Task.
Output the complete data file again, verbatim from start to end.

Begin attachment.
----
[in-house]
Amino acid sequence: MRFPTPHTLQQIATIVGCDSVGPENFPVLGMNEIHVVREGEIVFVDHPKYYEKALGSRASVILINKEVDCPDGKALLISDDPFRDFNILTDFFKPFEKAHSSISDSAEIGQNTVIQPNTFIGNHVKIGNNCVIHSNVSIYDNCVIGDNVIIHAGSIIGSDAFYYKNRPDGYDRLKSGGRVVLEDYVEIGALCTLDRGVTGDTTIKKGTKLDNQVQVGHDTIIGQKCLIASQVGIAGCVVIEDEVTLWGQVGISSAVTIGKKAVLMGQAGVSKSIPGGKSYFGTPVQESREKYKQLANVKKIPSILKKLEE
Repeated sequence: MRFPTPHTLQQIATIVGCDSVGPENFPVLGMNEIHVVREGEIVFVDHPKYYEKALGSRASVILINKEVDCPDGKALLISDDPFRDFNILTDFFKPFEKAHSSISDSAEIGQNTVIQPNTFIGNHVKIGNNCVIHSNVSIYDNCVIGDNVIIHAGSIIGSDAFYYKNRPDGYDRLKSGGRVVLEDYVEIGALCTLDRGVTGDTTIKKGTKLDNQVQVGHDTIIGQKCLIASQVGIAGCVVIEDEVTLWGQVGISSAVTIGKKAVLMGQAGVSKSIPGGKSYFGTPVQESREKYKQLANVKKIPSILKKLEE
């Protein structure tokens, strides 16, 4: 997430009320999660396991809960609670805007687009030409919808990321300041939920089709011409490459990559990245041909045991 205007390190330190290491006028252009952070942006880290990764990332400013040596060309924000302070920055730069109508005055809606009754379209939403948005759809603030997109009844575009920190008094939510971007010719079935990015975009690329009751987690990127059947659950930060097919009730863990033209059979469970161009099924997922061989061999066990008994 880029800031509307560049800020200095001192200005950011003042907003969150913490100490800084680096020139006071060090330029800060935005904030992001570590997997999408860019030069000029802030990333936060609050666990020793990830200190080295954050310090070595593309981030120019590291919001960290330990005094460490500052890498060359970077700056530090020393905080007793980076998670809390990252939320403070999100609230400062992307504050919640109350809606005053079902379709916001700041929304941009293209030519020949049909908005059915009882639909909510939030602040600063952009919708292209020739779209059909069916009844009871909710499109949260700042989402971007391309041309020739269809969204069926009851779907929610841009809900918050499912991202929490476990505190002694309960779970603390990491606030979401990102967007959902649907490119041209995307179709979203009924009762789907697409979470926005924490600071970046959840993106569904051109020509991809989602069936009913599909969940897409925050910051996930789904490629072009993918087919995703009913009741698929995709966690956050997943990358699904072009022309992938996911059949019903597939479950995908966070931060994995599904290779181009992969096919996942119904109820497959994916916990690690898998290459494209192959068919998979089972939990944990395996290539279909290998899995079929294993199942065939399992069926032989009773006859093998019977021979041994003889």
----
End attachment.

[in-house]
Amino acid sequence: MRFPTPHTLQQIATIVGCDSVGPENFPVLGMNEIHVVREGEIVFVDHPKYYEKALGSRASVILINKEVDCPDGKALLISDDPFRDFNILTDFFKPFEKAHSSISDSAEIGQNTVIQPNTFIGNHVKIGNNCVIHSNVSIYDNCVIGDNVIIHAGSIIGSDAFYYKNRPDGYDRLKSGGRVVLEDYVEIGALCTLDRGVTGDTTIKKGTKLDNQVQVGHDTIIGQKCLIASQVGIAGCVVIEDEVTLWGQVGISSAVTIGKKAVLMGQAGVSKSIPGGKSYFGTPVQESREKYKQLANVKKIPSILKKLEE
Repeated sequence: MRFPTPHTLQQIATIVGCDSVGPENFPVLGMNEIHVVREGEIVFVDHPKYYEKALGSRASVILINKEVDCPDGKALLISDDPFRDFNILTDFFKPFEKAHSSISDSAEIGQNTVIQPNTFIGNHVKIGNNCVIHSNVSIYDNCVIGDNVIIHAGSIIGSDAFYYKNRPDGYDRLKSGGRVVLEDYVEIGALCTLDRGVTGDTTIKKGTKLDNQVQVGHDTIIGQKCLIASQVGIAGCVVIEDEVTLWGQVGISSAVTIGKKAVLMGQAGVSKSIPGGKSYFGTPVQESREKYKQLANVKKIPSILKKLEE
């Protein structure tokens, strides 16, 4: 997430009320999660396991809960609670805007687009030409919808990321300041939920089709011409490459990559990245041909045991 205007390190330190290491006028252009952070942006880290990764990332400013040596060309924000302070920055730069109508005055809606009754379209939403948005759809603030997109009844575009920190008094939510971007010719079935990015975009690329009751987690990127059947659950930060097919009730863990033209059979469970161009099924997922061989061999066990008994 880029800031509307560049800020200095001192200005950011003042907003969150913490100490800084680096020139006071060090330029800060935005904030992001570590997997999408860019030069000029802030990333936060609050666990020793990830200190080295954050310090070595593309981030120019590291919001960290330990005094460490500052890498060359970077700056530090020393905080007793980076998670809390990252939320403070999100609230400062992307504050919640109350809606005053079902379709916001700041929304941009293209030519020949049909908005059915009882639909909510939030602040600063952009919708292209020739779209059909069916009844009871909710499109949260700042989402971007391309041309020739269809969204069926009851779907929610841009809900918050499912991202929490476990505190002694309960779970603390990491606030979401990102967007959902649907490119041209995307179709979203009924009762789907697409979470926005924490600071970046959840993106569904051109020509991809989602069936009913599909969940897409925050910051996930789904490629072009993918087919995703009913009741698929995709966690956050997943990358699904072009022309992938996911059949019903597939479950995908966070931060994995599904290779181009992969096919996942119904109820497959994916916990690690898998290459494209192959068919998979089972939990944990395996290539279909290998899995079929294993199942065939399992069926032989009773006859093998019977021979041994003889």